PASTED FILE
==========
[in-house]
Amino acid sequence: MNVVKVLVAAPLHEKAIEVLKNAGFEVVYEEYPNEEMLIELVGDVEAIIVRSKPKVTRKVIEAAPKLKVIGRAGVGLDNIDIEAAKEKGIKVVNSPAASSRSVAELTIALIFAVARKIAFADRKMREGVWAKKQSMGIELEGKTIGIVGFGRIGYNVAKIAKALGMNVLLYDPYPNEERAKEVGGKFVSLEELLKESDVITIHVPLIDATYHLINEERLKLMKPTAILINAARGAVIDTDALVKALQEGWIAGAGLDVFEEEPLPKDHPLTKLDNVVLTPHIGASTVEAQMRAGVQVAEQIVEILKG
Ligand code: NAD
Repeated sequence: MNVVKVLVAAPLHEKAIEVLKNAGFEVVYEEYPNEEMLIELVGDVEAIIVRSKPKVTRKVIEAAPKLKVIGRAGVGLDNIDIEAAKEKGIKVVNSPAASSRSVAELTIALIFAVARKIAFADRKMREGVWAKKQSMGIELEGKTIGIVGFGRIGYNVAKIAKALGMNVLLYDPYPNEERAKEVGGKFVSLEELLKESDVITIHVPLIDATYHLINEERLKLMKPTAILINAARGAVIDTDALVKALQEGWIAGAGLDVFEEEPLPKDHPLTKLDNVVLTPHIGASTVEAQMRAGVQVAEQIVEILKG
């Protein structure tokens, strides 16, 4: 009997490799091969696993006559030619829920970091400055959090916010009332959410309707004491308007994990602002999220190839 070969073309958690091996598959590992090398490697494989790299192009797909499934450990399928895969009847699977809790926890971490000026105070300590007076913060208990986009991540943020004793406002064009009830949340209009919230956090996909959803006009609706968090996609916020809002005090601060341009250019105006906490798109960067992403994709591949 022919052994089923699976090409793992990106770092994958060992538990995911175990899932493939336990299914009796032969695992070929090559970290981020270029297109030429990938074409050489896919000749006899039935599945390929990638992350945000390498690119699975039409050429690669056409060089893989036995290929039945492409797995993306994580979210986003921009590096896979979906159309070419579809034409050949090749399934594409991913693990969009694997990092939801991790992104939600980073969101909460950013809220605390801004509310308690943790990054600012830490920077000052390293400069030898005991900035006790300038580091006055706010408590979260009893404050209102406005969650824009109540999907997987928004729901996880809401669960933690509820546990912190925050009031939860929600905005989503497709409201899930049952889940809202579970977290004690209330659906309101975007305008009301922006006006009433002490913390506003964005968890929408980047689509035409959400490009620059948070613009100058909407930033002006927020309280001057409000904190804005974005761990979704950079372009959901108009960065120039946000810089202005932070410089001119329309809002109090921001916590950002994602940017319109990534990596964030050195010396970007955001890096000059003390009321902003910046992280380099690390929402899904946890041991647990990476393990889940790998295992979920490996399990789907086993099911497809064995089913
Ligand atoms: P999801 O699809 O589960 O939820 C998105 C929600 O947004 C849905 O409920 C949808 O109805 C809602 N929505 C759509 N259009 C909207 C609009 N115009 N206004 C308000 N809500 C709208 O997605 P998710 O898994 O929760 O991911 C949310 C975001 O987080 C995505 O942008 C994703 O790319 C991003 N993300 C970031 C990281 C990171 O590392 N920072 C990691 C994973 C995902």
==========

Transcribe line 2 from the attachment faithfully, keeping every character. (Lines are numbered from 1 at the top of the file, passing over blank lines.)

Amino acid sequence: MNVVKVLVAAPLHEKAIEVLKNAGFEVVYEEYPNEEMLIELVGDVEAIIVRSKPKVTRKVIEAAPKLKVIGRAGVGLDNIDIEAAKEKGIKVVNSPAASSRSVAELTIALIFAVARKIAFADRKMREGVWAKKQSMGIELEGKTIGIVGFGRIGYNVAKIAKALGMNVLLYDPYPNEERAKEVGGKFVSLEELLKESDVITIHVPLIDATYHLINEERLKLMKPTAILINAARGAVIDTDALVKALQEGWIAGAGLDVFEEEPLPKDHPLTKLDNVVLTPHIGASTVEAQMRAGVQVAEQIVEILKG